A band stop filter filters a defined frequency band out of the signal. The terms “band reject filter” or “notch filter” are common too. In this article, you will find different circuit variants of a passive bandstop filter. In addition to the formulas for calculating the stop band, the article contains practical online calculators to aid in dimensioning.

General information about the band stop filter

The bandstop circuit or bandstop filter is an electrical circuit for filtering frequencies. The name band stop has a circuit to attenuate a frequency band or blocks. Frequencies outside of this band should pass with as little loss as possible. A passive band stop filter is one where no amplifying components such as transistors are used in the circuit. If there are such, it is an active band stop filter.

One possible use of band stop filters is to improve the signal transmission. Here, the circuit could filter out signals of a particular frequency range if they are unwanted and would interfere with the transmission. Previously, there was the “metering impulse” in the phone line that could hinder modems in their function. With a passive bandstop, this impulse was suppressed.

A passive band stop filter basically consists of the parallel connection of a high pass and a low pass. The order of a band stop filter indicates how large the range of the frequency transition is. The higher the order, the smaller this transition range. We will explain how it all works and how to calculate a band stop filter. In addition, we offer a band stop filter calculator, which makes using the formulas easier.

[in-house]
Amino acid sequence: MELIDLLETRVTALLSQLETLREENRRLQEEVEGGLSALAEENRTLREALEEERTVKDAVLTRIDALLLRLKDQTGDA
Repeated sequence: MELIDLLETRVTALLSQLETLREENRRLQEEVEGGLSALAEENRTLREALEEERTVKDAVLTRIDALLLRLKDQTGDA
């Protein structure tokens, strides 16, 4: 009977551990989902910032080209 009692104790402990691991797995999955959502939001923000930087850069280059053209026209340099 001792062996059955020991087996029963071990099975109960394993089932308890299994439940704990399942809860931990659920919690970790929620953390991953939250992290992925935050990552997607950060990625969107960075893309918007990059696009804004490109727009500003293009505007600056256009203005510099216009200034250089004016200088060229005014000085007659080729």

Passive bandstop filter 1st order

A bandstop 1st order is created in principle by the parallel connection of a high pass and a low pass of the 1st order. Thus, two ohmic resistors and two capacitors are needed, which is why this circuit is also called RC band stop filter. The output voltage $$V_{out}$$ is tapped in the middle of the two circuits.

With a frequency at the input, the voltage drop across the two circuits changes, and so does the ratio between input and output voltage respectively. High frequencies pass through the high-pass filter, and low frequencies – through the low-pass filter. By dimensioning the resistors and capacitors, the center region is determined in which there is almost no voltage at the output.

RC band stop – how it works

The band stop filter uses the advantages of high and low pass. At a high frequency at the input, a high output voltage $$V_{out}$$ drops at the high-pass and at a low input frequency at the low-pass. The parallel connection of these two elements allows high and low frequencies to pass through almost unhindered.

In the middle there is a superimposed area of both filters, in which little voltage drops at the output. The input voltage is simultaneously attenuated by the high-pass and low-pass filters. The center of this superimposed area is called the center frequency $$f_0$$. Due to the characteristics of the band stopper is sometimes referred to as a bathtub filter.

Formula to calculate the band stop filter

In the simple RC band stop, the resistors and capacitors are usually the same size. The band stop filter transfer function is based on the following formula in this case:

$$A = \frac{1 – (\omega RC)^2}{1 + 4 \omega RC – (\omega RC)^2}$$